When we went to sleep that night, I realized the genius of the arrangement. We could share the best parts of the sleeping experience and forgo some of the less desirable ones. As with so many things in the land of IKEA, a rational design solution had an emotional underbelly. There is a kind of melancholy romance to lying beside your loved one, wrapped in your individual blankets. You’re reminded that, in the end, we are all alone. But it’s a comfortable aloneness. Warm under the covers, you could be in close proximity to someone who loved you, who protected you, who would talk to you when you lay awake at night with the day’s worries and fears and joys. Separate bedding meant we could be there for each other without our individual needs stripping the other bare or weighing the other down. We could be close but separate, something I had struggled to understand was possible, and then to appreciate as desirable, for most of our marriage.

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“We’ve got to try this at home,” we said. But for some reason we didn’t. It seemed wasteful to buy all new bedding when ours was still new. “Next time we need a new comforter,” we vowed.

Back home, we decided to have a baby. We knew how to have a third person in our relationship, we figured, and we began the process with zeal. We’d spent half of our lives trying not to get pregnant, and now we could let go of that fear — even embrace it! My night sweats had gone away, but their underlying cause had not. I discovered that I had endometriosis, and it was wreaking havoc on my hormones, my egg supply, and my fertility. After one laparoscopic surgery and two years of trying to conceive, our carefree sex became hopeful, became mechanical, became slightly hilarious and then a little sad. We finally conceived — not in a bed, but holding hands while our doctor squirted my husband’s centrifuge-spun semen from a tiny and appealingly pink bottle into my uterus while I reclined on a leather exam table. It was our fifteenth Valentine’s Day together.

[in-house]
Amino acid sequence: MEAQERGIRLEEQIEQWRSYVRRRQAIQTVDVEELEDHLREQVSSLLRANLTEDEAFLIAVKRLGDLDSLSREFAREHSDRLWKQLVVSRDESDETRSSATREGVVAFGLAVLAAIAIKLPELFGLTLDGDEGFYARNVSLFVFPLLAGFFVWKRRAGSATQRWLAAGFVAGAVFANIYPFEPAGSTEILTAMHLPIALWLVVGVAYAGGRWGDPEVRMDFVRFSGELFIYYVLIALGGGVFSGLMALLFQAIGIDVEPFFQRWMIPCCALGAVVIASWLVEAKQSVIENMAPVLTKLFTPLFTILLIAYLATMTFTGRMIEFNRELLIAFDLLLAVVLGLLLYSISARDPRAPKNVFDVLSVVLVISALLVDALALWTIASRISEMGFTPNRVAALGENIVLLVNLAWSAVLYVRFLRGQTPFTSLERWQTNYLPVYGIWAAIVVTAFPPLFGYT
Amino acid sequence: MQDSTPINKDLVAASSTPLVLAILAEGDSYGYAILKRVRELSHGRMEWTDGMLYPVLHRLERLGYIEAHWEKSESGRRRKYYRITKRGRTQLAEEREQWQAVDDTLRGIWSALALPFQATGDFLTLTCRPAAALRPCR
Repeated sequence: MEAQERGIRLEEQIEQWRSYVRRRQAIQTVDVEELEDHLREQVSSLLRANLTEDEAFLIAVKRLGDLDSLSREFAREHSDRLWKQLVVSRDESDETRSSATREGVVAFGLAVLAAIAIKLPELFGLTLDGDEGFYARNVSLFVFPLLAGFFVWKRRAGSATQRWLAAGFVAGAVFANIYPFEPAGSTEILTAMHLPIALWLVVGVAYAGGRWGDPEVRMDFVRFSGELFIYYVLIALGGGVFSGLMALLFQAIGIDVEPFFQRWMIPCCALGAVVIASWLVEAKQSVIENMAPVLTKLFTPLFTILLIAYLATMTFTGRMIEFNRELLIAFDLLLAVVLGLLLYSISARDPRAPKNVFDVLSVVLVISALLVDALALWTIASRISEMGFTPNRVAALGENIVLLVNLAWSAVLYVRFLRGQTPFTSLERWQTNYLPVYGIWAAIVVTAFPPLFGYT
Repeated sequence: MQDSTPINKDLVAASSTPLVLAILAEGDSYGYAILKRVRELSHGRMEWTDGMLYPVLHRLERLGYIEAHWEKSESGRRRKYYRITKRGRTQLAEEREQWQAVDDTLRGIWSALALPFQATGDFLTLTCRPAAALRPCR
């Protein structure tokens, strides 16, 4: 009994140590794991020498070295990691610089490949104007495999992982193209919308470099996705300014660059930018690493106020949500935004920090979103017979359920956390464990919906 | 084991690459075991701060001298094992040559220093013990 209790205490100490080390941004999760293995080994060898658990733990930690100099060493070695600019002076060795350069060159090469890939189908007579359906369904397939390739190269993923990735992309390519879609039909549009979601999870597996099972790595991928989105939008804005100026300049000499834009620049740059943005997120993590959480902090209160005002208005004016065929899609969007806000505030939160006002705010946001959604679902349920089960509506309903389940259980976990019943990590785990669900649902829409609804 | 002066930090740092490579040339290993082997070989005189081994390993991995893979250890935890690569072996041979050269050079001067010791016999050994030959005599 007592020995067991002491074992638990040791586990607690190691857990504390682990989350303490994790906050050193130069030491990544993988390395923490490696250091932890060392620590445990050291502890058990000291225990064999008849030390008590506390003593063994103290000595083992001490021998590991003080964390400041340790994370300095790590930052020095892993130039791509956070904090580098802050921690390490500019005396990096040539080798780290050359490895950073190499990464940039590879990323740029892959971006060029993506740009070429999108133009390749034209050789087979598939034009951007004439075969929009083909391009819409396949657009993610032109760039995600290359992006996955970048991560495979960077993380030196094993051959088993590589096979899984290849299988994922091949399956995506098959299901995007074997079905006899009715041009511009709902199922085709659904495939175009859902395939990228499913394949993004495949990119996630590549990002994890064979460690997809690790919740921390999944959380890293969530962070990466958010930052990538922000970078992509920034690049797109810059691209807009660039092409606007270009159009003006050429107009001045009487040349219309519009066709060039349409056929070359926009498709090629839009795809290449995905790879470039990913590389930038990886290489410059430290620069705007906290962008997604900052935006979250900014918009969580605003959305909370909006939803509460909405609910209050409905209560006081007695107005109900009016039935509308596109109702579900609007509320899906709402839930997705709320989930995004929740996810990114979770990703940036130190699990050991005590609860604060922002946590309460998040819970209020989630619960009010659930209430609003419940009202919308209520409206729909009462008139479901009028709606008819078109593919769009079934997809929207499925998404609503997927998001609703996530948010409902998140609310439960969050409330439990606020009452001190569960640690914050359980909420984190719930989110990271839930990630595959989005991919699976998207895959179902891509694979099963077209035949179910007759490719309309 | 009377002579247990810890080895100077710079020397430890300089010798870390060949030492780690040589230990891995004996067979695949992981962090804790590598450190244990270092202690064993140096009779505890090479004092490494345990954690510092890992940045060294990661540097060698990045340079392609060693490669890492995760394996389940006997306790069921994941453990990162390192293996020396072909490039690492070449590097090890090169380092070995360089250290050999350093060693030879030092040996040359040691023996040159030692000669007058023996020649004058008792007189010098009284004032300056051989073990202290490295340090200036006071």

The more my pregnancy progressed, the less space there was for both of us in our bed. The less space there was in my body for all my organs, the more I began to snore. We decided it would be best for my husband to sleep on the daybed we had purchased for our daughter’s nursery. It was bliss, those final huge months, when we’d cuddle before bed — and even have sex! And then retire to our separate quarters. We were well rested. We were glowing.

The baby came, and the sleep went. In the early weeks, my husband slept part of the night on the twin in our daughter’s room, so he could give her a bottle for the first night feeding. I slept on the sofa in the living room between the second and the third feedings. Once she was sleeping through the night, he and I began sharing a bed again. And when both of our immediate families relocated to a beautiful city in the Pacific Northwest, we decided to get rid of as much stuff as we could and pack up a truck with the crib, the sofa, and the bed, and move to that city to be closer to them. It was time for a new adventure.

And, finally, time for new bedding. H&M had a sale on washed-linen duvets and I bought two in a foggy gray, the color of the sky outside our bedroom window.

When not being slept in, the bed looks tidy. There is something satisfying about folding each twin duvet in half in the morning and trying to line up their folded edges in the middle of the mattress, allowing them to touch but not overlap. This is the way I want my marriage itself to be.

Leah Dieterich is the author of Vanishing Twins: A Marriage (Softskull, 2018).